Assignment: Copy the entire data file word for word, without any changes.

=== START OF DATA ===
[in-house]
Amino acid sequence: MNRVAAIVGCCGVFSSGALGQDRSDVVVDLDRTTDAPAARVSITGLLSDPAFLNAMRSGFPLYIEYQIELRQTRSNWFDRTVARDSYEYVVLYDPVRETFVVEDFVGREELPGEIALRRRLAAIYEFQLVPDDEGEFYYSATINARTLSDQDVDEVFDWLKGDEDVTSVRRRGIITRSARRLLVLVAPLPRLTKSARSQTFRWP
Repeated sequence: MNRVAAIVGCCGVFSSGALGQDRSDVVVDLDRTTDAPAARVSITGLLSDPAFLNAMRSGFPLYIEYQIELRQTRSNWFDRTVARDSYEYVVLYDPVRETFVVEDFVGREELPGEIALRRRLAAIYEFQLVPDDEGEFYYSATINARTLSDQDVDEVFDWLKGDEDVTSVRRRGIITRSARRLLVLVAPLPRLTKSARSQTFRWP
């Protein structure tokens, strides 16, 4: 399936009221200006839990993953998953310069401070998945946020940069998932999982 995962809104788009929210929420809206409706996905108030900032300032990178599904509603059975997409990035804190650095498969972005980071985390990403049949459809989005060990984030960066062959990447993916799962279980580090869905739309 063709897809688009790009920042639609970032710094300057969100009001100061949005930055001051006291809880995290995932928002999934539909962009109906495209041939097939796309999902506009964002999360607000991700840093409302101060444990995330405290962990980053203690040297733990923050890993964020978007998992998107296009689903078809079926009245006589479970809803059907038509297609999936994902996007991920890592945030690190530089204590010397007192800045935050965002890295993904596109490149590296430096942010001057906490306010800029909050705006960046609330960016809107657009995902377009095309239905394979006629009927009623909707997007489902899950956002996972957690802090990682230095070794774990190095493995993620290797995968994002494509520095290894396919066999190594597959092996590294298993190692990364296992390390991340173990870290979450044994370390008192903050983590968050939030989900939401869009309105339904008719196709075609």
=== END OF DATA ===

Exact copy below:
[in-house]
Amino acid sequence: MNRVAAIVGCCGVFSSGALGQDRSDVVVDLDRTTDAPAARVSITGLLSDPAFLNAMRSGFPLYIEYQIELRQTRSNWFDRTVARDSYEYVVLYDPVRETFVVEDFVGREELPGEIALRRRLAAIYEFQLVPDDEGEFYYSATINARTLSDQDVDEVFDWLKGDEDVTSVRRRGIITRSARRLLVLVAPLPRLTKSARSQTFRWP
Repeated sequence: MNRVAAIVGCCGVFSSGALGQDRSDVVVDLDRTTDAPAARVSITGLLSDPAFLNAMRSGFPLYIEYQIELRQTRSNWFDRTVARDSYEYVVLYDPVRETFVVEDFVGREELPGEIALRRRLAAIYEFQLVPDDEGEFYYSATINARTLSDQDVDEVFDWLKGDEDVTSVRRRGIITRSARRLLVLVAPLPRLTKSARSQTFRWP
């Protein structure tokens, strides 16, 4: 399936009221200006839990993953998953310069401070998945946020940069998932999982 995962809104788009929210929420809206409706996905108030900032300032990178599904509603059975997409990035804190650095498969972005980071985390990403049949459809989005060990984030960066062959990447993916799962279980580090869905739309 063709897809688009790009920042639609970032710094300057969100009001100061949005930055001051006291809880995290995932928002999934539909962009109906495209041939097939796309999902506009964002999360607000991700840093409302101060444990995330405290962990980053203690040297733990923050890993964020978007998992998107296009689903078809079926009245006589479970809803059907038509297609999936994902996007991920890592945030690190530089204590010397007192800045935050965002890295993904596109490149590296430096942010001057906490306010800029909050705006960046609330960016809107657009995902377009095309239905394979006629009927009623909707997007489902899950956002996972957690802090990682230095070794774990190095493995993620290797995968994002494509520095290894396919066999190594597959092996590294298993190692990364296992390390991340173990870290979450044994370390008192903050983590968050939030989900939401869009309105339904008719196709075609």